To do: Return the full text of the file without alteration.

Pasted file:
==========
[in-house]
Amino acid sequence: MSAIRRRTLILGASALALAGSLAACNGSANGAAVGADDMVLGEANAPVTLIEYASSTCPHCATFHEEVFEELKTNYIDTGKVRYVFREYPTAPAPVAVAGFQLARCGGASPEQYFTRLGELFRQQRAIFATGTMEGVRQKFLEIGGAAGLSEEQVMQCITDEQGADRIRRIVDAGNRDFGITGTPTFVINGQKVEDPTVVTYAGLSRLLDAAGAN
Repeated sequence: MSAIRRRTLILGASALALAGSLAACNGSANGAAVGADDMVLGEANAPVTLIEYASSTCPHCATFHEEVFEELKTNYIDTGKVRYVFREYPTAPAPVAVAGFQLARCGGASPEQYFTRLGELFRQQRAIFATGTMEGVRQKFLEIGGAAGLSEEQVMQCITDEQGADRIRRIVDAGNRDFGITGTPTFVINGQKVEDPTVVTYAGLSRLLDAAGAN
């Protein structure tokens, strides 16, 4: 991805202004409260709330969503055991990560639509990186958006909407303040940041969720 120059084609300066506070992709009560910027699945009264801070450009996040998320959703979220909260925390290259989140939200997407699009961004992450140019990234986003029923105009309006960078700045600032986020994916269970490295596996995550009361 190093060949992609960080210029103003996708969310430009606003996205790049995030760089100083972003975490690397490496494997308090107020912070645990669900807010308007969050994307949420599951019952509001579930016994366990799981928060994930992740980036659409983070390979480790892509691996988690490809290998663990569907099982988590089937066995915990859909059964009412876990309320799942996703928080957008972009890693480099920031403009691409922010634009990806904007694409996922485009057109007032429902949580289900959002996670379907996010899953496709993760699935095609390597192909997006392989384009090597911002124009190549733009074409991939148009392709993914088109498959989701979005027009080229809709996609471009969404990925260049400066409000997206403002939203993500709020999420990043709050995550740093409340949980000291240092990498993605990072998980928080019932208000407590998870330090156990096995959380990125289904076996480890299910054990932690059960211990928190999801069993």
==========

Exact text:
[in-house]
Amino acid sequence: MSAIRRRTLILGASALALAGSLAACNGSANGAAVGADDMVLGEANAPVTLIEYASSTCPHCATFHEEVFEELKTNYIDTGKVRYVFREYPTAPAPVAVAGFQLARCGGASPEQYFTRLGELFRQQRAIFATGTMEGVRQKFLEIGGAAGLSEEQVMQCITDEQGADRIRRIVDAGNRDFGITGTPTFVINGQKVEDPTVVTYAGLSRLLDAAGAN
Repeated sequence: MSAIRRRTLILGASALALAGSLAACNGSANGAAVGADDMVLGEANAPVTLIEYASSTCPHCATFHEEVFEELKTNYIDTGKVRYVFREYPTAPAPVAVAGFQLARCGGASPEQYFTRLGELFRQQRAIFATGTMEGVRQKFLEIGGAAGLSEEQVMQCITDEQGADRIRRIVDAGNRDFGITGTPTFVINGQKVEDPTVVTYAGLSRLLDAAGAN
């Protein structure tokens, strides 16, 4: 991805202004409260709330969503055991990560639509990186958006909407303040940041969720 120059084609300066506070992709009560910027699945009264801070450009996040998320959703979220909260925390290259989140939200997407699009961004992450140019990234986003029923105009309006960078700045600032986020994916269970490295596996995550009361 190093060949992609960080210029103003996708969310430009606003996205790049995030760089100083972003975490690397490496494997308090107020912070645990669900807010308007969050994307949420599951019952509001579930016994366990799981928060994930992740980036659409983070390979480790892509691996988690490809290998663990569907099982988590089937066995915990859909059964009412876990309320799942996703928080957008972009890693480099920031403009691409922010634009990806904007694409996922485009057109007032429902949580289900959002996670379907996010899953496709993760699935095609390597192909997006392989384009090597911002124009190549733009074409991939148009392709993914088109498959989701979005027009080229809709996609471009969404990925260049400066409000997206403002939203993500709020999420990043709050995550740093409340949980000291240092990498993605990072998980928080019932208000407590998870330090156990096995959380990125289904076996480890299910054990932690059960211990928190999801069993």